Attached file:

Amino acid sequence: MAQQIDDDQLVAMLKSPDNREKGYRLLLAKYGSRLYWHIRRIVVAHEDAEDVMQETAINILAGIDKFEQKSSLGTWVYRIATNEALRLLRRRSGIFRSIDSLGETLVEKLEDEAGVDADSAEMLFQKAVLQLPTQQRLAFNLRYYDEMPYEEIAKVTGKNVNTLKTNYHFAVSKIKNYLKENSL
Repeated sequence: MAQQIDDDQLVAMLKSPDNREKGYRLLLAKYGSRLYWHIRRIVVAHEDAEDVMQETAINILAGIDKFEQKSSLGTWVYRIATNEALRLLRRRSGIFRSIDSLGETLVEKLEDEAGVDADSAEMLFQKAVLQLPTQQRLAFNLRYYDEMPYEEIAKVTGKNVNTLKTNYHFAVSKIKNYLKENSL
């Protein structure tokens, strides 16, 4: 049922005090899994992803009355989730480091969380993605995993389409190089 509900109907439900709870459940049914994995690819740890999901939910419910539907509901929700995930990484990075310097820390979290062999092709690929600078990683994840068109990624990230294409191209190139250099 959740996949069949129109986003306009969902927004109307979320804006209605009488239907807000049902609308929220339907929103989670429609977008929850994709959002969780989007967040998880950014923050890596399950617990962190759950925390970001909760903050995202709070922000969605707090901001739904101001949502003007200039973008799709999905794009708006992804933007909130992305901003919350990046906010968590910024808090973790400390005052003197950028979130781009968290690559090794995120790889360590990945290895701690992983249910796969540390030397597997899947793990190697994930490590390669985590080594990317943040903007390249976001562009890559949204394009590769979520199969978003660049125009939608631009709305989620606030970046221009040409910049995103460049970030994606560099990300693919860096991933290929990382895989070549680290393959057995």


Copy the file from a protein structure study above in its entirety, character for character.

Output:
Amino acid sequence: MAQQIDDDQLVAMLKSPDNREKGYRLLLAKYGSRLYWHIRRIVVAHEDAEDVMQETAINILAGIDKFEQKSSLGTWVYRIATNEALRLLRRRSGIFRSIDSLGETLVEKLEDEAGVDADSAEMLFQKAVLQLPTQQRLAFNLRYYDEMPYEEIAKVTGKNVNTLKTNYHFAVSKIKNYLKENSL
Repeated sequence: MAQQIDDDQLVAMLKSPDNREKGYRLLLAKYGSRLYWHIRRIVVAHEDAEDVMQETAINILAGIDKFEQKSSLGTWVYRIATNEALRLLRRRSGIFRSIDSLGETLVEKLEDEAGVDADSAEMLFQKAVLQLPTQQRLAFNLRYYDEMPYEEIAKVTGKNVNTLKTNYHFAVSKIKNYLKENSL
């Protein structure tokens, strides 16, 4: 049922005090899994992803009355989730480091969380993605995993389409190089 509900109907439900709870459940049914994995690819740890999901939910419910539907509901929700995930990484990075310097820390979290062999092709690929600078990683994840068109990624990230294409191209190139250099 959740996949069949129109986003306009969902927004109307979320804006209605009488239907807000049902609308929220339907929103989670429609977008929850994709959002969780989007967040998880950014923050890596399950617990962190759950925390970001909760903050995202709070922000969605707090901001739904101001949502003007200039973008799709999905794009708006992804933007909130992305901003919350990046906010968590910024808090973790400390005052003197950028979130781009968290690559090794995120790889360590990945290895701690992983249910796969540390030397597997899947793990190697994930490590390669985590080594990317943040903007390249976001562009890559949204394009590769979520199969978003660049125009939608631009709305989620606030970046221009040409910049995103460049970030994606560099990300693919860096991933290929990382895989070549680290393959057995």